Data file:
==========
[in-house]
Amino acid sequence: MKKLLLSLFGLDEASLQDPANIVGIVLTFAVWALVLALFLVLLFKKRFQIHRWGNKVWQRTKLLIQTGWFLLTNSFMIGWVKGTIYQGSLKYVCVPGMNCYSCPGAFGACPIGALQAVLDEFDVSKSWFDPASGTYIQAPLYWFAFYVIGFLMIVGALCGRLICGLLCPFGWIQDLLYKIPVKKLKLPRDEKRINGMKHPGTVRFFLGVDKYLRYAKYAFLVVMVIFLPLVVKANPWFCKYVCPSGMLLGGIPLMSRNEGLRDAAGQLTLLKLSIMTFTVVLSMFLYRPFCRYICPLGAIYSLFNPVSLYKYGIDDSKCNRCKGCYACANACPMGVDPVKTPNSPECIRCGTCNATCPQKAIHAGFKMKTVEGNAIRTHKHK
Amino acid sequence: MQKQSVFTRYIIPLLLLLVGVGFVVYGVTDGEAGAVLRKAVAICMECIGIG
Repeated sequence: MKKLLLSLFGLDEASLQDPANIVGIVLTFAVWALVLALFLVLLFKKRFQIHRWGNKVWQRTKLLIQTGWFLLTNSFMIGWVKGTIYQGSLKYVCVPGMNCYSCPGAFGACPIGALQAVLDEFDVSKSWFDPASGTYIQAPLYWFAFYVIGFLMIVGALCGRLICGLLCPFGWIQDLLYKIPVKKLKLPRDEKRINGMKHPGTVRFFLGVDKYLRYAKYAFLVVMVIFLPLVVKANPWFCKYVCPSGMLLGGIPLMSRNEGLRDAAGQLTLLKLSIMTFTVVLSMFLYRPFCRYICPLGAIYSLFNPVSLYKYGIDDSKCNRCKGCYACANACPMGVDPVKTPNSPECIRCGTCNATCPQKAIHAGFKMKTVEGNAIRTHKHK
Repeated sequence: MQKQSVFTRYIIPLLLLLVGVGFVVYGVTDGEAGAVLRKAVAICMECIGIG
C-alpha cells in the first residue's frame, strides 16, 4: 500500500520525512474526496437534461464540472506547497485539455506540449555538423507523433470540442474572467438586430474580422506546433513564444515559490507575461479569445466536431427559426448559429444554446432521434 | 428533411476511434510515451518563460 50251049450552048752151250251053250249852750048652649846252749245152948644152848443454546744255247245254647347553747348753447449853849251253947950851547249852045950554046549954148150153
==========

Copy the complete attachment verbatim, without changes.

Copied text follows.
[in-house]
Amino acid sequence: MKKLLLSLFGLDEASLQDPANIVGIVLTFAVWALVLALFLVLLFKKRFQIHRWGNKVWQRTKLLIQTGWFLLTNSFMIGWVKGTIYQGSLKYVCVPGMNCYSCPGAFGACPIGALQAVLDEFDVSKSWFDPASGTYIQAPLYWFAFYVIGFLMIVGALCGRLICGLLCPFGWIQDLLYKIPVKKLKLPRDEKRINGMKHPGTVRFFLGVDKYLRYAKYAFLVVMVIFLPLVVKANPWFCKYVCPSGMLLGGIPLMSRNEGLRDAAGQLTLLKLSIMTFTVVLSMFLYRPFCRYICPLGAIYSLFNPVSLYKYGIDDSKCNRCKGCYACANACPMGVDPVKTPNSPECIRCGTCNATCPQKAIHAGFKMKTVEGNAIRTHKHK
Amino acid sequence: MQKQSVFTRYIIPLLLLLVGVGFVVYGVTDGEAGAVLRKAVAICMECIGIG
Repeated sequence: MKKLLLSLFGLDEASLQDPANIVGIVLTFAVWALVLALFLVLLFKKRFQIHRWGNKVWQRTKLLIQTGWFLLTNSFMIGWVKGTIYQGSLKYVCVPGMNCYSCPGAFGACPIGALQAVLDEFDVSKSWFDPASGTYIQAPLYWFAFYVIGFLMIVGALCGRLICGLLCPFGWIQDLLYKIPVKKLKLPRDEKRINGMKHPGTVRFFLGVDKYLRYAKYAFLVVMVIFLPLVVKANPWFCKYVCPSGMLLGGIPLMSRNEGLRDAAGQLTLLKLSIMTFTVVLSMFLYRPFCRYICPLGAIYSLFNPVSLYKYGIDDSKCNRCKGCYACANACPMGVDPVKTPNSPECIRCGTCNATCPQKAIHAGFKMKTVEGNAIRTHKHK
Repeated sequence: MQKQSVFTRYIIPLLLLLVGVGFVVYGVTDGEAGAVLRKAVAICMECIGIG
C-alpha cells in the first residue's frame, strides 16, 4: 500500500520525512474526496437534461464540472506547497485539455506540449555538423507523433470540442474572467438586430474580422506546433513564444515559490507575461479569445466536431427559426448559429444554446432521434 | 428533411476511434510515451518563460 50251049450552048752151250251053250249852750048652649846252749245152948644152848443454546744255247245254647347553747348753447449853849251253947950851547249852045950554046549954148150153